In the immediate aftermath of the death of George Floyd and the outpouring of emotion and protest which followed it, I wrote an article expressing the College’s commitment to equality and diversity and our support for the Black Lives Matter movement. It provoked a great deal of comment, the vast majority of which was extremely supportive.
In the months that have followed I’ve noticed that we’re having so many more of those difficult conversations around race and anti-racism than ever before which must be a good thing. It feels as though a lot more people feel emboldened to speak up when faced with something they believe to be wrong.
George Floyd, had he lived, would have been marking his 47th birthday last Wednesday. What might have been a day of family joy will now be one of those difficult milestones to pass, an emotional storm to weather. That their lives have changed irrevocably is beyond doubt. More surprising perhaps is the degree to which the rest of us have been impacted by their tragedy.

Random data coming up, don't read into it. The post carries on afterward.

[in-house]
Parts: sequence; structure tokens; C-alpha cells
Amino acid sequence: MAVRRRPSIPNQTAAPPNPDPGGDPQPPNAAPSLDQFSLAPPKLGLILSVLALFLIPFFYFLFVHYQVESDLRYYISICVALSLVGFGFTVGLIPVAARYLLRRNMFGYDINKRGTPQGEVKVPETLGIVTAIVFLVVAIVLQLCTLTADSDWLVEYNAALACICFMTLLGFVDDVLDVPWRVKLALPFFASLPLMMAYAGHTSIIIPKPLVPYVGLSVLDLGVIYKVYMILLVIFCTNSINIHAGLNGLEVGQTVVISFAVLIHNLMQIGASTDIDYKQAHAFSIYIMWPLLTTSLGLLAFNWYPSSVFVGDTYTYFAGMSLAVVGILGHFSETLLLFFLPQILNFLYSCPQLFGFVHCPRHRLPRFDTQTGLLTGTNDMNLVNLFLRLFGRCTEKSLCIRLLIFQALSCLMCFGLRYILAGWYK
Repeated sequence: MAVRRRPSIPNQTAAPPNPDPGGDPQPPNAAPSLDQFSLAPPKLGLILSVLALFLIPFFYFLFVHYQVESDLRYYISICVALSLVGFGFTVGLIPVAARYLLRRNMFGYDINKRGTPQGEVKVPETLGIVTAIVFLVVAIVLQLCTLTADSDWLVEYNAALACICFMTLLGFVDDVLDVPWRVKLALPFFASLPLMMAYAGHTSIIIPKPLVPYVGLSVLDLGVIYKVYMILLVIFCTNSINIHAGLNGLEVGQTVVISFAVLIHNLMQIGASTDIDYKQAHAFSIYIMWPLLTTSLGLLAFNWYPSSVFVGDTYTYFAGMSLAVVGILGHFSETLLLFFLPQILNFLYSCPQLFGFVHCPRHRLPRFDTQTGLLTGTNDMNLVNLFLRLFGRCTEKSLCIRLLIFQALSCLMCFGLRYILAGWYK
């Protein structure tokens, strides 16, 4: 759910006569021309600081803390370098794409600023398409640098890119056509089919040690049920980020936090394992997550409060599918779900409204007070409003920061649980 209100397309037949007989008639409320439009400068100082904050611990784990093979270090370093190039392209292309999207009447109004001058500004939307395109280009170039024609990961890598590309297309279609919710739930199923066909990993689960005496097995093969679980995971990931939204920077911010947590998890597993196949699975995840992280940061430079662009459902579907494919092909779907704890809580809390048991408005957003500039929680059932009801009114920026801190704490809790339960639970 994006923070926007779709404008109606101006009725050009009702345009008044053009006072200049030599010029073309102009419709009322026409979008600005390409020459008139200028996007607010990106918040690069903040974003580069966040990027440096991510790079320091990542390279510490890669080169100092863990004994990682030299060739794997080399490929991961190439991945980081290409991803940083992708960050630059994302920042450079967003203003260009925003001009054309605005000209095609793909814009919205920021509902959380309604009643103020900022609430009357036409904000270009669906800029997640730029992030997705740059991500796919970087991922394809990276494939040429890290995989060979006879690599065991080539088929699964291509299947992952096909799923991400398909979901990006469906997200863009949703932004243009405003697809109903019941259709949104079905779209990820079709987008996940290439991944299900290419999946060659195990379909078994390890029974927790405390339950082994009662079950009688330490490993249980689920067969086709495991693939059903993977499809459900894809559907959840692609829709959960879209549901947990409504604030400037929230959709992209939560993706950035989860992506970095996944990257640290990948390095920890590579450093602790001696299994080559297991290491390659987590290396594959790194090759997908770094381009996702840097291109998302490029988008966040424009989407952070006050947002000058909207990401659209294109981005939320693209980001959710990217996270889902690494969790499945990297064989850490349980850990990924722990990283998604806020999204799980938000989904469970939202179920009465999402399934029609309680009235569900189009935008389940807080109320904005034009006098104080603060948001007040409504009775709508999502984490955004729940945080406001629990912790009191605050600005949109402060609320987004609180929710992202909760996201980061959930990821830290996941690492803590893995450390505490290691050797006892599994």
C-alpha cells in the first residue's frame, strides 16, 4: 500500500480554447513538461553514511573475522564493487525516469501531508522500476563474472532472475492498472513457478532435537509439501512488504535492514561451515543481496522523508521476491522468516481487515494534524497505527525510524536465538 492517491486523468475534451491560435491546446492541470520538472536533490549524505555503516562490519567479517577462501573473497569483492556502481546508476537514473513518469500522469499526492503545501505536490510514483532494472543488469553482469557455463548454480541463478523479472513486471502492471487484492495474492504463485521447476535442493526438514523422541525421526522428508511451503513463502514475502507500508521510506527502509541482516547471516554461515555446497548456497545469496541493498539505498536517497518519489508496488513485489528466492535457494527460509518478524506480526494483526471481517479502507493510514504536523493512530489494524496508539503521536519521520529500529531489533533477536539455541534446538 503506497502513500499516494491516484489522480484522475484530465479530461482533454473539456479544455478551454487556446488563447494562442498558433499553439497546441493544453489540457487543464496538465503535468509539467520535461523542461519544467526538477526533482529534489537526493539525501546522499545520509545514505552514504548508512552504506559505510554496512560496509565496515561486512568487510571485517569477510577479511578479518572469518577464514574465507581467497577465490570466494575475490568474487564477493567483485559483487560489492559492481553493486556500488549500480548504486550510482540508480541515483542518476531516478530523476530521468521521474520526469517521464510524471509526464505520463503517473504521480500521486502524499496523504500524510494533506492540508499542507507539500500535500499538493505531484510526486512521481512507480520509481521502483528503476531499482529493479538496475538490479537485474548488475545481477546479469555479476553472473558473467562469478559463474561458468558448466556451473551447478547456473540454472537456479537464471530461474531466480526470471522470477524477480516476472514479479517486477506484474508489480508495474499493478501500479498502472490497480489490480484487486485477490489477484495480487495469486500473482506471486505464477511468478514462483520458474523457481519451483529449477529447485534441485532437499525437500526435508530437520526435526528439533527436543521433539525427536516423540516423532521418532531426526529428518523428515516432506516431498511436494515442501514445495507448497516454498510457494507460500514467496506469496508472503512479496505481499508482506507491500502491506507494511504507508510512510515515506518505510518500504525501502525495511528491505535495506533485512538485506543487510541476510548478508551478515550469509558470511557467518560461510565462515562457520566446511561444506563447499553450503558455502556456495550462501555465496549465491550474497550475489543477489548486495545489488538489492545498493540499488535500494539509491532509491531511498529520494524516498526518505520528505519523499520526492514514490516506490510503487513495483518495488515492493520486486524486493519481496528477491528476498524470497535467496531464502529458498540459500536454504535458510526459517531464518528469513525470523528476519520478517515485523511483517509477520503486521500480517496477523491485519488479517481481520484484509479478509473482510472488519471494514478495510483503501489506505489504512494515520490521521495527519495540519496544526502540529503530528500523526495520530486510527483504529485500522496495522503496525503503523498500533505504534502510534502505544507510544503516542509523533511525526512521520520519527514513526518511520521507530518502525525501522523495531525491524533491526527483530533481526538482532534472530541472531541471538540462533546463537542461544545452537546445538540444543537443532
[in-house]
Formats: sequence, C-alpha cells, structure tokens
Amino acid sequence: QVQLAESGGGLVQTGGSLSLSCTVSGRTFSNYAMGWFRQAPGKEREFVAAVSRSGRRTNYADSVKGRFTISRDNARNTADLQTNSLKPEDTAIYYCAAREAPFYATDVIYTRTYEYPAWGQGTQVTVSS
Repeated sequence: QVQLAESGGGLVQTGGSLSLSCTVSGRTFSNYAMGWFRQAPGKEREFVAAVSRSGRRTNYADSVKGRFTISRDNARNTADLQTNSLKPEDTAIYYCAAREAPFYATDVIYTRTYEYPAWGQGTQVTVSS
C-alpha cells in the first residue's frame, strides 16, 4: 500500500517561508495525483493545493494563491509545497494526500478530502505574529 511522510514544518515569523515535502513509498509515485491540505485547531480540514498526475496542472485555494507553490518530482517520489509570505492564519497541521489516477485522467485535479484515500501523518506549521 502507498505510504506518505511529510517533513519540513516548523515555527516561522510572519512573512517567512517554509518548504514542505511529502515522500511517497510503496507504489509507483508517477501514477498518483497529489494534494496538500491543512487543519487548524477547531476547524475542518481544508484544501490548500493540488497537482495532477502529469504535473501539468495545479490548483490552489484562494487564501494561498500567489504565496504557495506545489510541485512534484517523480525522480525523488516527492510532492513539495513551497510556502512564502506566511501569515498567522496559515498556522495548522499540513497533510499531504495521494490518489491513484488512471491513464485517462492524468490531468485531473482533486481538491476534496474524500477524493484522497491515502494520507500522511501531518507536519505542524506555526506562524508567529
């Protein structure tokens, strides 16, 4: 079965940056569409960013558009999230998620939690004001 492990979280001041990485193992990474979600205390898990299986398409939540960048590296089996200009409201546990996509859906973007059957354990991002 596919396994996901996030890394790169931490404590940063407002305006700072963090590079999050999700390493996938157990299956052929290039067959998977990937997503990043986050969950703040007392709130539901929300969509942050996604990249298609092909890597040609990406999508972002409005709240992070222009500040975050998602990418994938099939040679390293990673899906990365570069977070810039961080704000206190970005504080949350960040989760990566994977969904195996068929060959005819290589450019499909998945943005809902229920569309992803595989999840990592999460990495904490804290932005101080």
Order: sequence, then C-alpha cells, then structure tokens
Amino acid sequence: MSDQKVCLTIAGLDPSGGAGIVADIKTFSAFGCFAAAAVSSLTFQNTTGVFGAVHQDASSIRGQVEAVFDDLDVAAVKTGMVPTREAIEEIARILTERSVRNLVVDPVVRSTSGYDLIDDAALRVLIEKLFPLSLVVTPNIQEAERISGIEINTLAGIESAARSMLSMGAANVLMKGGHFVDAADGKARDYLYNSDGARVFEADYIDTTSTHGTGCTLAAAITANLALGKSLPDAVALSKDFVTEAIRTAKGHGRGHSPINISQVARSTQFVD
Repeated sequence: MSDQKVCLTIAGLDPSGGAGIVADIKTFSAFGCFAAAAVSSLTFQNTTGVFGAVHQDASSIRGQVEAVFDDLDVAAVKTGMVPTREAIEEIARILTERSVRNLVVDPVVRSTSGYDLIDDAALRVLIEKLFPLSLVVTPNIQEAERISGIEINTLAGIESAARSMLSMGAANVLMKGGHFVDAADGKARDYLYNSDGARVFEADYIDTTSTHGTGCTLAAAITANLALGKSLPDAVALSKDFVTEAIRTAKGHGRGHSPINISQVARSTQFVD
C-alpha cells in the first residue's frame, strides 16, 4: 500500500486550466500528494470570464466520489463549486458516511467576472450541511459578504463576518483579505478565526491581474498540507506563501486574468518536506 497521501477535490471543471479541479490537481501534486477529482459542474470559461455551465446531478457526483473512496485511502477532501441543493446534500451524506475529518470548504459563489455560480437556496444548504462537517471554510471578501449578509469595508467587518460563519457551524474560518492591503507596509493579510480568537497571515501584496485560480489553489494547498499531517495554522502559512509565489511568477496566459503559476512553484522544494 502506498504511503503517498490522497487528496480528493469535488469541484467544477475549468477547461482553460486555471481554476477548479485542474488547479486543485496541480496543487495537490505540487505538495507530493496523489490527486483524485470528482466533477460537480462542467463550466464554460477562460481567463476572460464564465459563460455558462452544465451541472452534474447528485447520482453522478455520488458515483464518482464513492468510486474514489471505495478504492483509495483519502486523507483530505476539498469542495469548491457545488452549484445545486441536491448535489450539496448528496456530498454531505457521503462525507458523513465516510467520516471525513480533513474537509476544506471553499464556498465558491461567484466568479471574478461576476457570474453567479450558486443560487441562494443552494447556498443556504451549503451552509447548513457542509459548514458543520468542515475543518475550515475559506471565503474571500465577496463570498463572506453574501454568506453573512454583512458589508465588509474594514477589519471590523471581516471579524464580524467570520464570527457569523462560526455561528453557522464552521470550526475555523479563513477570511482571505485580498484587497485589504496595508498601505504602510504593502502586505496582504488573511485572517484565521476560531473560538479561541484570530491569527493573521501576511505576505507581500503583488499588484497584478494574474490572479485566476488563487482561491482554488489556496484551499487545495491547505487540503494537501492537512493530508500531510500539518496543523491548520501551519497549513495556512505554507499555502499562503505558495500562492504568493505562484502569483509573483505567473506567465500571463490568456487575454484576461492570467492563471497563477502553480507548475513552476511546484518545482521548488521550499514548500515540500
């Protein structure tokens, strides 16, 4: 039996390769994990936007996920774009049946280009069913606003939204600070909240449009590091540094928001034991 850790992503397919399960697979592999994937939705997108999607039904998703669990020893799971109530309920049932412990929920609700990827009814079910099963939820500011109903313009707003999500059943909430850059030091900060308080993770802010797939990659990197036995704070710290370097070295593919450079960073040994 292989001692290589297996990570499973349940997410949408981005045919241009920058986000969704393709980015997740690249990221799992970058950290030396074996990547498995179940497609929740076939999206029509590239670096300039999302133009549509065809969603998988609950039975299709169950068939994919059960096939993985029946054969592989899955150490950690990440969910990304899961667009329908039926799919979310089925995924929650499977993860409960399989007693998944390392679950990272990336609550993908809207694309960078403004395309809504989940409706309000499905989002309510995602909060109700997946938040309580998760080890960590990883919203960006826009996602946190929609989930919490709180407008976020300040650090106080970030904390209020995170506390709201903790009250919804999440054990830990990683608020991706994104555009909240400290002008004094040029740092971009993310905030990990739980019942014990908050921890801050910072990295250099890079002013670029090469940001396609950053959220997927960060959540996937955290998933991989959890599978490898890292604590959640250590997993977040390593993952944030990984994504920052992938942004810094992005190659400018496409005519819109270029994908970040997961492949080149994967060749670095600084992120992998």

In the June article I said it was important to not just use warm words in response to these events but that we each have a responsibility to take personal and institutional action according to our abilities and position. What has struck me in the weeks which followed is just how many people seem to be taking a similar view. This is a message of hope and not despair. Much remains to be done but I am hopeful that quietly, subtly, things might just be changing for the better.